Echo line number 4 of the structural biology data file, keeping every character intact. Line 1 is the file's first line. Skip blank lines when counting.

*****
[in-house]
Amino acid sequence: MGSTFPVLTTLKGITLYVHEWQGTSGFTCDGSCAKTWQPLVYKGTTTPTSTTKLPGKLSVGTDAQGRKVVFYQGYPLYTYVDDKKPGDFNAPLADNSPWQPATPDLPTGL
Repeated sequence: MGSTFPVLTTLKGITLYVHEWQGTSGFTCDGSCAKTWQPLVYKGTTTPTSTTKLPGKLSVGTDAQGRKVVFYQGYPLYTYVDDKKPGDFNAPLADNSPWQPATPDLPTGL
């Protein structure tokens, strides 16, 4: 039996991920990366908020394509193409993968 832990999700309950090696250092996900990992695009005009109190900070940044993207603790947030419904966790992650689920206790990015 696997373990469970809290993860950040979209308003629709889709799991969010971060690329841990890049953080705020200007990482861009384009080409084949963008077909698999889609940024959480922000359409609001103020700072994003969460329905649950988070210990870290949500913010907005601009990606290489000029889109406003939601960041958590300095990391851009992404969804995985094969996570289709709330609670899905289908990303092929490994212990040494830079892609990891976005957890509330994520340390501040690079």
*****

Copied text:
């Protein structure tokens, strides 16, 4: 039996991920990366908020394509193409993968 832990999700309950090696250092996900990992695009005009109190900070940044993207603790947030419904966790992650689920206790990015 696997373990469970809290993860950040979209308003629709889709799991969010971060690329841990890049953080705020200007990482861009384009080409084949963008077909698999889609940024959480922000359409609001103020700072994003969460329905649950988070210990870290949500913010907005601009990606290489000029889109406003939601960041958590300095990391851009992404969804995985094969996570289709709330609670899905289908990303092929490994212990040494830079892609990891976005957890509330994520340390501040690079």